Four Taliban suicide bombers dressed as women and police attacked the main United Nations compound in western Afghanistan on Saturday, officials said, but there were no casualties among UN staff.
The attack was launched on the compound in Herat, a commercial hub and the largest city in the country's west where Taliban and other Islamist insurgents are usually less active.
It was the highest profile attack on the United Nations since 2009 and will raise questions about security in a city that NATO officials believe could be among the first to have security responsibility handed from foreign troops to Afghan forces.
"The incident is over and there are no UN casualties," said Kieran Dwyer, chief UN spokesman in Kabul.
One attacker exploded a car bomb at the gates of the compound, two more blew themselves up and a fourth was shot by police inside the compound before he could detonate his bomb, Herat governor Mohammad Dawood Saba said.
Some were dressed in all-encompassing burqas worn by many Afghan women and others were in police uniforms, police said.
Despite the presence of 150,000 foreign troops, violence from Afghanistan's war against the Taliban is at its most intense since the conflict began in 2001 when US-backed Afghan troops ousted the Islamists from power.
The conflict is weighing on US President Barack Obama and his NATO allies as foreign troop casualties mount and Washington looks to start bringing back troops from July next year and steadily hand over security to local Afghan forces.
One of Afghanistan's largest cities, with a population of about 3 million, Herat is under the regional command of Italian troops and has enjoyed relative calm compared with more restive parts of the country.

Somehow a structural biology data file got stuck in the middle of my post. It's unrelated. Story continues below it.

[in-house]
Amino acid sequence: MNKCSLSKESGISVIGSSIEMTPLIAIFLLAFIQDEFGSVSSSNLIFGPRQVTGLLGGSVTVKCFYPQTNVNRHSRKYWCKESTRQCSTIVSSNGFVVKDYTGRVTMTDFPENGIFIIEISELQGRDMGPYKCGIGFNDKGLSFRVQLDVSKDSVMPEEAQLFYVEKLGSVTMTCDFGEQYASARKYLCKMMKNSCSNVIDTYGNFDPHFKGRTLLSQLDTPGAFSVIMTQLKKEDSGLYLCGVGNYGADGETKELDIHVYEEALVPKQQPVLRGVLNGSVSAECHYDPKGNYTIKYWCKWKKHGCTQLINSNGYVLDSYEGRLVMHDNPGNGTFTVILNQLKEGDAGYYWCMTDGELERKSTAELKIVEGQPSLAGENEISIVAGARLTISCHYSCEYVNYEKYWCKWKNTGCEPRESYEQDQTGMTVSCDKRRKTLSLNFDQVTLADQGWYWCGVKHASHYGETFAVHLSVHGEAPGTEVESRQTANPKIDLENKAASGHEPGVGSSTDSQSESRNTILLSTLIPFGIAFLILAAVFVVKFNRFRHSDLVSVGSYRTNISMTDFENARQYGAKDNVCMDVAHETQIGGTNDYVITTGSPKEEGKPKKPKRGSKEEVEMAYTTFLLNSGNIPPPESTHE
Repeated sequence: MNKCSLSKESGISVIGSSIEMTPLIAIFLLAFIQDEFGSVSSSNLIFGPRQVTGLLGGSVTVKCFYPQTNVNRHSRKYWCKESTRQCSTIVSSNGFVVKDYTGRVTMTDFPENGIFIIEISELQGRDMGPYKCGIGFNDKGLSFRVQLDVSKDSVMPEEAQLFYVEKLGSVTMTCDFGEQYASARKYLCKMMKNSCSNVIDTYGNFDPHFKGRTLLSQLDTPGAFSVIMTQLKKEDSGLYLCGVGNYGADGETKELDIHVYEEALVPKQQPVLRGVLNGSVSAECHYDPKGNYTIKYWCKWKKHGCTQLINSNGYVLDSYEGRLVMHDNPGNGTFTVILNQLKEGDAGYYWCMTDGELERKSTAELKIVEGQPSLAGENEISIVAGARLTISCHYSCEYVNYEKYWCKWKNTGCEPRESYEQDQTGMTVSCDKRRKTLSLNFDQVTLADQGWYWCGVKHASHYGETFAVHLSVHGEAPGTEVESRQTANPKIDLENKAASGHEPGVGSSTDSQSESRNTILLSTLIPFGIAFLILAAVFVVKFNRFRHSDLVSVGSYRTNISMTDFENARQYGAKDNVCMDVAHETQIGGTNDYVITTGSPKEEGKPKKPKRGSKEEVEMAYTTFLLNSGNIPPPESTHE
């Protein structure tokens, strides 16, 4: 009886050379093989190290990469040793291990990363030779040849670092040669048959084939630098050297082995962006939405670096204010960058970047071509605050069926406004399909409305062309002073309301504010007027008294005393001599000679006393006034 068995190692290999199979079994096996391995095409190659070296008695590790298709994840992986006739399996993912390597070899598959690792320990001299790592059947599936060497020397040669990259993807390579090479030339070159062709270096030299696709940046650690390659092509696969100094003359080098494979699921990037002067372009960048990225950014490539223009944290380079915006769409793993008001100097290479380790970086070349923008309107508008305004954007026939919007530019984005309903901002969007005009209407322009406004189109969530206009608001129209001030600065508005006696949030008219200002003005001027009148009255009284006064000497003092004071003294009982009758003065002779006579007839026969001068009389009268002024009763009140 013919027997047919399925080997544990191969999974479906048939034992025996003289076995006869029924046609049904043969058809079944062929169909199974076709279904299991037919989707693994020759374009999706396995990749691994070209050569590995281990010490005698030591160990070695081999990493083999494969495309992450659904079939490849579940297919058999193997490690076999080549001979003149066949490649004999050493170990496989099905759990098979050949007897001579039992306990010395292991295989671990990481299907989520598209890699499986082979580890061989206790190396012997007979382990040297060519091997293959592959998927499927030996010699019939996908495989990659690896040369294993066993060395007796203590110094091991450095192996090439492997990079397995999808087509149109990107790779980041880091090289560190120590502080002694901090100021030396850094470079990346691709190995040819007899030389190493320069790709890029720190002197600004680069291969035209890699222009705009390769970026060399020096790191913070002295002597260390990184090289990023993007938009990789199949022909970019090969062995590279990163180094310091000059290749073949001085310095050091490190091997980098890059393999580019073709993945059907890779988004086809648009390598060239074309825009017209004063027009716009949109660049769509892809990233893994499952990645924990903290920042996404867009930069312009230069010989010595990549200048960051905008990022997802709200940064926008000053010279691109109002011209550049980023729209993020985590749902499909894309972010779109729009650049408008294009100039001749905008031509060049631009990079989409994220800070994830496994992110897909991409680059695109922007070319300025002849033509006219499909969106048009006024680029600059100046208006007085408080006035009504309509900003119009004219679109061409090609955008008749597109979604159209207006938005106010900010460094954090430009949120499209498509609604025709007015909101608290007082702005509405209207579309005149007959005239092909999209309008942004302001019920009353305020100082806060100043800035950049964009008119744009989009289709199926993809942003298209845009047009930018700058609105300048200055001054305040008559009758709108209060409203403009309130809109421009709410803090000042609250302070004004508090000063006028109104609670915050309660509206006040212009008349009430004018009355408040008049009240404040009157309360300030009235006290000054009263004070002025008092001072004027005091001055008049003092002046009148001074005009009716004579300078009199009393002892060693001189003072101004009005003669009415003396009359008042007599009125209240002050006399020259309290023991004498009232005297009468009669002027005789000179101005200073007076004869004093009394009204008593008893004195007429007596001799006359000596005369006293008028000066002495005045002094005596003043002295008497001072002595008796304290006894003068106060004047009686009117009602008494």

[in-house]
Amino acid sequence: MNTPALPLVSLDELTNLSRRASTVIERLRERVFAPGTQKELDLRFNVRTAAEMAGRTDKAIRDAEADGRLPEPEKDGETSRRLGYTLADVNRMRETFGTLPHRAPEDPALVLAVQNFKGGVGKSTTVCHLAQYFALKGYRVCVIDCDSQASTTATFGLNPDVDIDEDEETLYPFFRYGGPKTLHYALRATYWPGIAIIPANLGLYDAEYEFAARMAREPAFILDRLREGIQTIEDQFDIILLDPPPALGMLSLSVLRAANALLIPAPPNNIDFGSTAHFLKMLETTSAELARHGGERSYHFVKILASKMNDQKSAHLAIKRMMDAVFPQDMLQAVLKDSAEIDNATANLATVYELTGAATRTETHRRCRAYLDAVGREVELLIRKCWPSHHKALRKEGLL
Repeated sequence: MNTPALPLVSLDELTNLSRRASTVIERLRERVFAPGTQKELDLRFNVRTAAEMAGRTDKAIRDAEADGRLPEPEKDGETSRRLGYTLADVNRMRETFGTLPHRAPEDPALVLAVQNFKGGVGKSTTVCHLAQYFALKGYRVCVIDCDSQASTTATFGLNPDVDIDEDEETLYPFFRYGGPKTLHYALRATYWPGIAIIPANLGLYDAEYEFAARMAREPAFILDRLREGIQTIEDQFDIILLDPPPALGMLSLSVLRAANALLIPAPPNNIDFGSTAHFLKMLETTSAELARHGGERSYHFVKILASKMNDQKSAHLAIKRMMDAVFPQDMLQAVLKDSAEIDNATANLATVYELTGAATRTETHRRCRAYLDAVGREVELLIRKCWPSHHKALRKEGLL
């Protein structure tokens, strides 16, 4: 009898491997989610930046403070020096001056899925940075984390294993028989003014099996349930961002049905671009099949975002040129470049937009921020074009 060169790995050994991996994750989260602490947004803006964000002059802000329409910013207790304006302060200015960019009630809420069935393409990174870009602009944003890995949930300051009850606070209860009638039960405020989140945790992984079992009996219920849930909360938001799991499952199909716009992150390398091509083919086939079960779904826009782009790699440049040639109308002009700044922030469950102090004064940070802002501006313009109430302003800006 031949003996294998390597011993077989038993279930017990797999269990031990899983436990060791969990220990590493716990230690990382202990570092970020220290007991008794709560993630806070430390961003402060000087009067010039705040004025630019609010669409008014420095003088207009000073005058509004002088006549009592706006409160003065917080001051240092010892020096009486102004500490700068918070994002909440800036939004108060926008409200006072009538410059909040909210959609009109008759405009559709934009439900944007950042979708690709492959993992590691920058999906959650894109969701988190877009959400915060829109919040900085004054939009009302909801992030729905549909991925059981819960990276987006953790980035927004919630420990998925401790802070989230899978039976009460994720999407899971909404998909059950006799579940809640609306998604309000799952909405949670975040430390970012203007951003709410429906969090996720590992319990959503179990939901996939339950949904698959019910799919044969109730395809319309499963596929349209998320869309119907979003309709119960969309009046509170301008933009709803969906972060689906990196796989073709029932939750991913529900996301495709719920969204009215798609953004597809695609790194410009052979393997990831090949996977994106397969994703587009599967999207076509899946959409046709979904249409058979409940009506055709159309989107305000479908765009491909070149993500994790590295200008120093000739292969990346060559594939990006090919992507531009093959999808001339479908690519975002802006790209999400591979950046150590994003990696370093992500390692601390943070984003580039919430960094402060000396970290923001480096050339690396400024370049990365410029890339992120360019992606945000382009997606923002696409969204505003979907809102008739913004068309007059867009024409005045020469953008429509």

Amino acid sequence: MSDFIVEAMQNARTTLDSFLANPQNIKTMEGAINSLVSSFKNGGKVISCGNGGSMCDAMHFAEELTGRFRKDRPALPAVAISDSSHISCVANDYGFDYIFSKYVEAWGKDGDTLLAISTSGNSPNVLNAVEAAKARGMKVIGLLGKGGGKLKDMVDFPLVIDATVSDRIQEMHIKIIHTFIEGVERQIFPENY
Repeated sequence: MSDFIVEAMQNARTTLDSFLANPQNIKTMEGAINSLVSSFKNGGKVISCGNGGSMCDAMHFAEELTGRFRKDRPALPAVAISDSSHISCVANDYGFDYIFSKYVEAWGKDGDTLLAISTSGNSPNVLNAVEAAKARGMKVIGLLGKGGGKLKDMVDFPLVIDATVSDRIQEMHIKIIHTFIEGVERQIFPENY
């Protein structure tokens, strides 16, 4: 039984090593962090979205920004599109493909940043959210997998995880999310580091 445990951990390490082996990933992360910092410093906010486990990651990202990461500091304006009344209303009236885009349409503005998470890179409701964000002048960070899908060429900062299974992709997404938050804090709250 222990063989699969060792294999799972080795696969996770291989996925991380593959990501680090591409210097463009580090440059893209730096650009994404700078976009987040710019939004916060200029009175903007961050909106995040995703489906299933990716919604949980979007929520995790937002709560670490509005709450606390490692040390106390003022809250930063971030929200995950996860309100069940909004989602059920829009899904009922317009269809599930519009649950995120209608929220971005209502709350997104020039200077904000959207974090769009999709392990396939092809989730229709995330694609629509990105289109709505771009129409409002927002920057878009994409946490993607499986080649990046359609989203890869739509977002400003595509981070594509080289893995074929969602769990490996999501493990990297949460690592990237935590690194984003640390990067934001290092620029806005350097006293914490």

Earlier this year, NATO's regional commander said districts within Herat were ready to transfer security responsibility to local forces. TALIBAN CLAIM
No ground troops from the NATO-led International Security Assistance Force (ISAF) were involved, but an ISAF helicopter was circling overhead monitoring the incident, ISAF spokesman Major Michael Johnson said.
A local Taliban commander, Mullah Bilal, claimed responsibility for the attack on behalf of the group. One fighter had blown himself up and others had entered the compound, he said.
It was the worst attack against the United Nations since October 2009, when militants attacked a UN guesthouse in Kabul and five foreign UN staff were killed. That attack prompted the United Nations to evacuate hundreds of foreign workers.
In a report on Afghanistan in June, the UN said the organisation was still a potential target for militant attacks, and it would be cutting the size of its international staff.
Insurgents have stepped up attacks beyond their strongholds in the south and east of the country. More than 2,000 foreign troops have been killed since the war began, more than half of those in the past two years.
In southern Kandahar, a suicide bomber on a motorcycle detonated explosives inside the city, killing one civilian and wounding two others, said Zelmay Ayoubi, a spokesman for the provincial governor.